COVID vaccinations will allow the world to achieve group immunity but very unevenly, given that the United States could achieve this in the second quarter of 2021, but Europe would have to wait a few months and Latin America for almost another year, experts from the pharmaceutical industry warned this Tuesday.
These calculations, presented by the analysis company Airfinity at a press conference of the International Federation of Pharmaceutical Producers (IFPMA), show that while in the West that immunity could be achieved in 2021, in other regions it would even be necessary to wait until 2023.
Although the CEO of Airfinity, Rasmus Bech Hansen, clarified that the forecasts could change depending on the effectiveness of future vaccines, for now they conclude that The US will be the first place where group immunity will be achieved, followed by Canada, also in the second quarter of next year.
It would be followed by the United Kingdom (where the immunization campaign with Pfizer-BioNTech vaccines began today), in mid-2021, and the European Union (EU) in the third quarter, while Australia would have to wait until the end of next exercise.
Already in 2022, Latin America would achieve group immunity at the end of the first quarter, Japan at the beginning of the second and China, the origin of the first cases of COVID-19, would not get it until the third quarter of that year.
The prospects are even less rosy for India, a country that despite being one of the main producers of vaccines for various diseases, may not achieve that desired immunity until the first quarter of 2023, while Russia will still have to wait until later.
«One of the great challenges will be the production of huge doses of vaccines’, stressed the head of Airfinity, a firm that supplies data to pharmaceutical companies and governments.
The press conference was also attended by Albert Bourla, president and CEO of Pfizer, who underlined the enormous scientific progress achieved this year by obtaining vaccines against an unknown disease a year ago in just nine months.
“Only science could have achieved something so quickly, an achievement that also demonstrates the power of the private sector,” said the Greek businessman, who praised in particular “the work of so many scientists who have spent many sleepless nights for months” and the altruism of so many volunteers who participated in the trials.
Given the misgivings that such rapidly developed vaccines still generate in many citizens around the world, Bourla said he understood that there is concern, but assured that part of that skepticism “has been seriously politicized, especially in the United States.”
This politicization “makes people confused and not discussed in scientific terms,” said the head of Pfizer, who assured that his firm, which has invested 2 billion dollars in anticovid vaccine research, It has “not taken any shortcuts” in the development of this product.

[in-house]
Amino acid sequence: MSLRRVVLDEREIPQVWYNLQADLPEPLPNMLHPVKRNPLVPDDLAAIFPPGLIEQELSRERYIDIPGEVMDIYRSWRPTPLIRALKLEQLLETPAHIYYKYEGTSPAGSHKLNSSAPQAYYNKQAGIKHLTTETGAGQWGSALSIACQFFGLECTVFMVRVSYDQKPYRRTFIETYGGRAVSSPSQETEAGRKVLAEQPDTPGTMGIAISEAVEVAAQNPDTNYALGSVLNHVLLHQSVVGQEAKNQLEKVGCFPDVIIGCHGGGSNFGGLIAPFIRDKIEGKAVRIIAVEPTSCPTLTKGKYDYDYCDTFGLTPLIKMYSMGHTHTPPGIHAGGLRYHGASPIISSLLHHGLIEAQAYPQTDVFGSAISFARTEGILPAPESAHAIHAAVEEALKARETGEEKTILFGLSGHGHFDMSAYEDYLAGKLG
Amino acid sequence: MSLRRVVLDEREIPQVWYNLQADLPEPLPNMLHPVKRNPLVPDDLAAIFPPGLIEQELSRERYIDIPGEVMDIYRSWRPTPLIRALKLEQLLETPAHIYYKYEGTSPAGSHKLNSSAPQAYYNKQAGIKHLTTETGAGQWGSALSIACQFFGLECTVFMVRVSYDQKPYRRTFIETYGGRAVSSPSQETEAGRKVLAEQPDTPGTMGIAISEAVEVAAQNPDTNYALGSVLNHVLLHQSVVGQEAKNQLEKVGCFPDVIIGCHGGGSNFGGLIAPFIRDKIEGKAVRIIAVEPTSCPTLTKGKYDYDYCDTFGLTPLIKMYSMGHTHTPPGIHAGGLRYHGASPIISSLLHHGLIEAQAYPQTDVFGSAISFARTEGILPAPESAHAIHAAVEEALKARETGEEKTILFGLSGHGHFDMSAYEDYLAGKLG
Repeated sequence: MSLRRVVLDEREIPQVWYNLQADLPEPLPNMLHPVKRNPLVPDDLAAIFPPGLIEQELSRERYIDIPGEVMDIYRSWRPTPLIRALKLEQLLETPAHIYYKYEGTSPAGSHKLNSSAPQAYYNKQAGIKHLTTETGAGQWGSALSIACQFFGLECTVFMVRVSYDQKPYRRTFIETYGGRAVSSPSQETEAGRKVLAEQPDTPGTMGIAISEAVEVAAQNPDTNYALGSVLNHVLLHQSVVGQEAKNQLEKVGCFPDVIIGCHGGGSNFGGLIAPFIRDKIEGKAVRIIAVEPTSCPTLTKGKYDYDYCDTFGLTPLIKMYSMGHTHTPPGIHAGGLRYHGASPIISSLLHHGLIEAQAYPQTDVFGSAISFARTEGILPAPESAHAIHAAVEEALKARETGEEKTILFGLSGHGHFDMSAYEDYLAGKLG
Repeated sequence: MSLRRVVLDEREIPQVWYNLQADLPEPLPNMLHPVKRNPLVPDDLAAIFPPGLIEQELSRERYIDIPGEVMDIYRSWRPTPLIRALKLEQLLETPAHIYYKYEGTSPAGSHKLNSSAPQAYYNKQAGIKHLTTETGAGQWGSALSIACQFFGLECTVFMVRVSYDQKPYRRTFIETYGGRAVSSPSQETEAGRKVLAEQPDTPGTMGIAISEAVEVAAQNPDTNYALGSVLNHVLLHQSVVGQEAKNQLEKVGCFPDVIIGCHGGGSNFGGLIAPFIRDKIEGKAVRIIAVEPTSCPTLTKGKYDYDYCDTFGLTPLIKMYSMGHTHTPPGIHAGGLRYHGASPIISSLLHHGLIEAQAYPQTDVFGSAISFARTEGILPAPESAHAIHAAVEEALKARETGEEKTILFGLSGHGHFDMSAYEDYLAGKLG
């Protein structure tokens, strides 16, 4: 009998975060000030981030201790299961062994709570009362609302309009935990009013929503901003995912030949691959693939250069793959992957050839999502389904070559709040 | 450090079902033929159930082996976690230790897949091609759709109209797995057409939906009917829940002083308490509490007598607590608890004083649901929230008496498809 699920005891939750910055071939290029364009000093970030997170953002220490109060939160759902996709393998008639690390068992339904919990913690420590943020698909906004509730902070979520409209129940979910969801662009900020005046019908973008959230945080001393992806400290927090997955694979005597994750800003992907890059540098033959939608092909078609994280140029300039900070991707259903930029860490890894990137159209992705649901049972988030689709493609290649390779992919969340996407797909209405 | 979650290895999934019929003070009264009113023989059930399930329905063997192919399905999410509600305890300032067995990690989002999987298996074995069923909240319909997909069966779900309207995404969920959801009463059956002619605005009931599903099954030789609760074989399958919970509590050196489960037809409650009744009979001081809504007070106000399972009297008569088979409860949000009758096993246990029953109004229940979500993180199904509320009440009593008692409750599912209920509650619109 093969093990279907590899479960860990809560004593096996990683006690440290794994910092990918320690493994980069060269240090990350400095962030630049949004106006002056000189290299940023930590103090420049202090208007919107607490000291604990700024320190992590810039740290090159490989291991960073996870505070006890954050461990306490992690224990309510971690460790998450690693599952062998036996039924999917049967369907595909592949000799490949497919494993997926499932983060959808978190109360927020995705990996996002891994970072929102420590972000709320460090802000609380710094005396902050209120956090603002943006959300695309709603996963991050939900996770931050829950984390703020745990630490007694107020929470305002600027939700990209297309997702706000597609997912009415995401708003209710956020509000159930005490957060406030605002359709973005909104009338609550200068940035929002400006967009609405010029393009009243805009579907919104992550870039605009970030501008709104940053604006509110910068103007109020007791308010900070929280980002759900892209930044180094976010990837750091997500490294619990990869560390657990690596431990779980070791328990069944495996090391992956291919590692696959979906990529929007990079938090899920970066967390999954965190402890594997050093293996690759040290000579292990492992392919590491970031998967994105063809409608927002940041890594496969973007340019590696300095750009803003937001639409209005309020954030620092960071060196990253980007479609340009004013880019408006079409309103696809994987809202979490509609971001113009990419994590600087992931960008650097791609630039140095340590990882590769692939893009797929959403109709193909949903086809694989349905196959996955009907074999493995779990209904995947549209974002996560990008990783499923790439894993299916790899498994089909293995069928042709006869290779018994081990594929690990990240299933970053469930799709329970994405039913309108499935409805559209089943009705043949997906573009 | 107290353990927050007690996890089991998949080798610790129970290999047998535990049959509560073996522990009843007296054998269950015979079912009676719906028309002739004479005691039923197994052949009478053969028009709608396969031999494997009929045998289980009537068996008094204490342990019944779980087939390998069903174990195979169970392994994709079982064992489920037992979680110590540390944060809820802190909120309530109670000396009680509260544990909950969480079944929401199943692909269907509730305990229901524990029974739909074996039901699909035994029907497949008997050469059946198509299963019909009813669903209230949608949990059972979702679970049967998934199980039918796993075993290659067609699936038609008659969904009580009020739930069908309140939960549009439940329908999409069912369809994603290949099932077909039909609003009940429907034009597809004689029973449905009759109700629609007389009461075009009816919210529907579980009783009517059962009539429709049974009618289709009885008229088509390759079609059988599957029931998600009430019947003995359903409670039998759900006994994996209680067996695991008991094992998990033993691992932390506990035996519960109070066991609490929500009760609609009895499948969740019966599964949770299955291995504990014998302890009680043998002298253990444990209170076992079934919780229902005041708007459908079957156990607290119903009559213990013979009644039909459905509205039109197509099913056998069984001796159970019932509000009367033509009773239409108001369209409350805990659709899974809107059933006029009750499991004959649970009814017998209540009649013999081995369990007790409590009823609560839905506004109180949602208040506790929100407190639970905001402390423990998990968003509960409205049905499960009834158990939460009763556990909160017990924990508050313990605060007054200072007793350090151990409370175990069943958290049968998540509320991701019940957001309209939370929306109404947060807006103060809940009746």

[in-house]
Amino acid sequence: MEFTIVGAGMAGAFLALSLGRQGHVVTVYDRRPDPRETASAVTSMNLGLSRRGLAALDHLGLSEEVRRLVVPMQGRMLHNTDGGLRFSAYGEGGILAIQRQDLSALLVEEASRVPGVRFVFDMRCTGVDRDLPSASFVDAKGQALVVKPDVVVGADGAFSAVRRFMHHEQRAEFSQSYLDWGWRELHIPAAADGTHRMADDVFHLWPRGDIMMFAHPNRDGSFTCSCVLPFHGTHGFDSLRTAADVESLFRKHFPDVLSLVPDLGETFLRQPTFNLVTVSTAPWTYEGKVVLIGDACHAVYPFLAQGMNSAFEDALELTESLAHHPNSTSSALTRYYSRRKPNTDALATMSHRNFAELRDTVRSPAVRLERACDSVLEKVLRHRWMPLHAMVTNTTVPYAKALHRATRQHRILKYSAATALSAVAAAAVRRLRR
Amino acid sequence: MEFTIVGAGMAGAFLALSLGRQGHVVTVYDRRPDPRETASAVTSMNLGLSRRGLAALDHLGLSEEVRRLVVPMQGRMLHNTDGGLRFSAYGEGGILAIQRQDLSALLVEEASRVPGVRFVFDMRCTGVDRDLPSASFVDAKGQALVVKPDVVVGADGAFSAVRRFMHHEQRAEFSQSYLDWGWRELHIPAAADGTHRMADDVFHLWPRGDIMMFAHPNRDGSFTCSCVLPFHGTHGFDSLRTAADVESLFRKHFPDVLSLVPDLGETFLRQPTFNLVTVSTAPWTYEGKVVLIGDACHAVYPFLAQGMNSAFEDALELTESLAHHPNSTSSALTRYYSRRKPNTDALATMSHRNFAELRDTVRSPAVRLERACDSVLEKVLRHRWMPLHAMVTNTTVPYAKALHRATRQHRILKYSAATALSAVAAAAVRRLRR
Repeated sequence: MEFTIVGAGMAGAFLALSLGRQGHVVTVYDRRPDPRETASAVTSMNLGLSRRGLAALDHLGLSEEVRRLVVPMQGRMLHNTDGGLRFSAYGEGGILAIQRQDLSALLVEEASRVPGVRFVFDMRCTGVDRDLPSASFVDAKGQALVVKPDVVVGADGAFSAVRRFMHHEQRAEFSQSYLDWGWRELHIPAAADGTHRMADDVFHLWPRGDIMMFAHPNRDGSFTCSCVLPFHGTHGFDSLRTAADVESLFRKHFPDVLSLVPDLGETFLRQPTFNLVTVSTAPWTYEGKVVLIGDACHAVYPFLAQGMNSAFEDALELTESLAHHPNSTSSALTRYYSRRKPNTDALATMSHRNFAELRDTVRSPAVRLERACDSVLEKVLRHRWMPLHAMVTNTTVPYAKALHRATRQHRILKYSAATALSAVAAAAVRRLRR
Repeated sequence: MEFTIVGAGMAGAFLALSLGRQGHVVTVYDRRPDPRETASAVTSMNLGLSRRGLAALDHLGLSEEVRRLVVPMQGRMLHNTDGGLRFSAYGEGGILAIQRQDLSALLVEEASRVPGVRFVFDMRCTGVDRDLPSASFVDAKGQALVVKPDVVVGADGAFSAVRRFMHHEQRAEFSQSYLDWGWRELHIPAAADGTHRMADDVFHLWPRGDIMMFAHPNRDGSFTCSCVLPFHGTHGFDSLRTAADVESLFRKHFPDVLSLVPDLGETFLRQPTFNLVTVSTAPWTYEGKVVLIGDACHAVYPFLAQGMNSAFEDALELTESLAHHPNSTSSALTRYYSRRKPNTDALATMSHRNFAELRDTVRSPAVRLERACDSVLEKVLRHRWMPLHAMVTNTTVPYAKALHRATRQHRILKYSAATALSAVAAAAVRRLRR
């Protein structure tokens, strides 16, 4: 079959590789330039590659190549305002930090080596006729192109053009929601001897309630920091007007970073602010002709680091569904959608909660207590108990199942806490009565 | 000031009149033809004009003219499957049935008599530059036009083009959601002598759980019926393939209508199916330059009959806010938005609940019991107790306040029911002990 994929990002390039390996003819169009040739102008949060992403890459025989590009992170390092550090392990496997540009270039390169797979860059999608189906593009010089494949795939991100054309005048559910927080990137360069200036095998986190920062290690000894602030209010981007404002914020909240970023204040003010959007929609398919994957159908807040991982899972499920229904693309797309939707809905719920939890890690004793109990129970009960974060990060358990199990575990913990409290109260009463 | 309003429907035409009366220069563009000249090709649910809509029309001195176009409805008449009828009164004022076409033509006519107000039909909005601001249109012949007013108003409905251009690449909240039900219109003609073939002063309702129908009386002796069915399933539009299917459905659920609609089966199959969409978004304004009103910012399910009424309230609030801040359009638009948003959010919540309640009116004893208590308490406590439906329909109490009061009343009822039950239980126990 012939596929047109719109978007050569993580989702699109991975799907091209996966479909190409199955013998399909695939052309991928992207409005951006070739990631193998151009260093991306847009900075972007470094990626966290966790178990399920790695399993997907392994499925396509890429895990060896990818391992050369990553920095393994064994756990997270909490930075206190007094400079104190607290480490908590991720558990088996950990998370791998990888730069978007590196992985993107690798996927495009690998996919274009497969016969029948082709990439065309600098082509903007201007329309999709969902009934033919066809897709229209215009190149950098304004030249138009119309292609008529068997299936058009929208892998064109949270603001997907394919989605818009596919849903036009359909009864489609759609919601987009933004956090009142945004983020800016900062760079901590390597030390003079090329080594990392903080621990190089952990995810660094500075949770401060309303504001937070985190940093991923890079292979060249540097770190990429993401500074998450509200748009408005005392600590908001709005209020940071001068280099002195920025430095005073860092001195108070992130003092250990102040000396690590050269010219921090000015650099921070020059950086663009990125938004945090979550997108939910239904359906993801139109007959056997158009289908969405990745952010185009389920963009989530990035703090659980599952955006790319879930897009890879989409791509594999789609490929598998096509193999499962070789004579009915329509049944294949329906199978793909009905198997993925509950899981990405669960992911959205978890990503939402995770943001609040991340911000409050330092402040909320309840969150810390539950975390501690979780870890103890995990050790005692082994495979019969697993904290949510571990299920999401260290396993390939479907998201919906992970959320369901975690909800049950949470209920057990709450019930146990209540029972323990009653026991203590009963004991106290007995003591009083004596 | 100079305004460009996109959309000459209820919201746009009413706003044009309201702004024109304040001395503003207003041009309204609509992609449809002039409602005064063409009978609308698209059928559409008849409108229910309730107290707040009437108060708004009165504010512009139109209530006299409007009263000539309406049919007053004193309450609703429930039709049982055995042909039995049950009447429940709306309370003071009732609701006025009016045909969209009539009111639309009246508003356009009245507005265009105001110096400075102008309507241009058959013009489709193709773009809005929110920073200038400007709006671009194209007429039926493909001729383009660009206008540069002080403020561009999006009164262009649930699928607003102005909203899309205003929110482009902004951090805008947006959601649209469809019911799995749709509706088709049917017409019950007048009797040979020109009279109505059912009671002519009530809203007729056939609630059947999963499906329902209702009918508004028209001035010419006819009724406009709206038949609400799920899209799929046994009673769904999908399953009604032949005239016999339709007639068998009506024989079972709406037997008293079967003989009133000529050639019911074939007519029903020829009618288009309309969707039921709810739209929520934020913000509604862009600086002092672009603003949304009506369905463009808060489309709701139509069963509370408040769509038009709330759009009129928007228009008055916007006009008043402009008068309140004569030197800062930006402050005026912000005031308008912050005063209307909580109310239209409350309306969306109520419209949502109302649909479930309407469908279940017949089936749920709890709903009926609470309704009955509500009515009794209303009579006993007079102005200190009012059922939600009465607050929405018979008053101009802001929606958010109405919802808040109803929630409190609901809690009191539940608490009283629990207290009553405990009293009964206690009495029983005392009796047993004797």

«We have carried out the tests in the same way as we develop older vaccines, even using higher standards. We were extremely transparent with the regulators and very careful “, stressed Bourla, who appealed to the public to make the decision of whether to get vaccinated or not with the rest of society in mind.
To the race
The vice president of Johnson & Johnson, Paul Stoffels, also spoke at the press conference, saying that the final results of the trials of the anticovid vaccine developed by the company will be ready in early 2021 He also insisted on the great attention that has been paid to safety.
Experts from the pharmaceutical industry stressed that there are already procurement contracts in the world for around 10 billion anticovid vaccines.
A figure that exceeds that of the world population (about 7,800 million people), although many of these vaccines will require two doses per patient and it is still unknown whether it will be necessary to immunize more than once in a lifetime.
Laboratories around the world they are currently investigating 350 candidates for an anticovid vaccine different and a dozen of them are in the last phase of clinical trials.
It is expected that after the first batch of pharmaceutical companies that have presented definitive results (Pfizer / BioNTech, Moderna, AstraZeneca …) there will also be final data from other important candidates such as those of Sanofi / GSK, Themis / Merck and the Australian University from Queensland before the end of this year.
“Preliminary results are fantastic but there will be bumps in the road when it comes to mass production and distribution,” predicted IFPMA CEO Thomas Cueni, underlining that because of this, research will continue to be vital and testing of treatments and diagnoses against COVID-19
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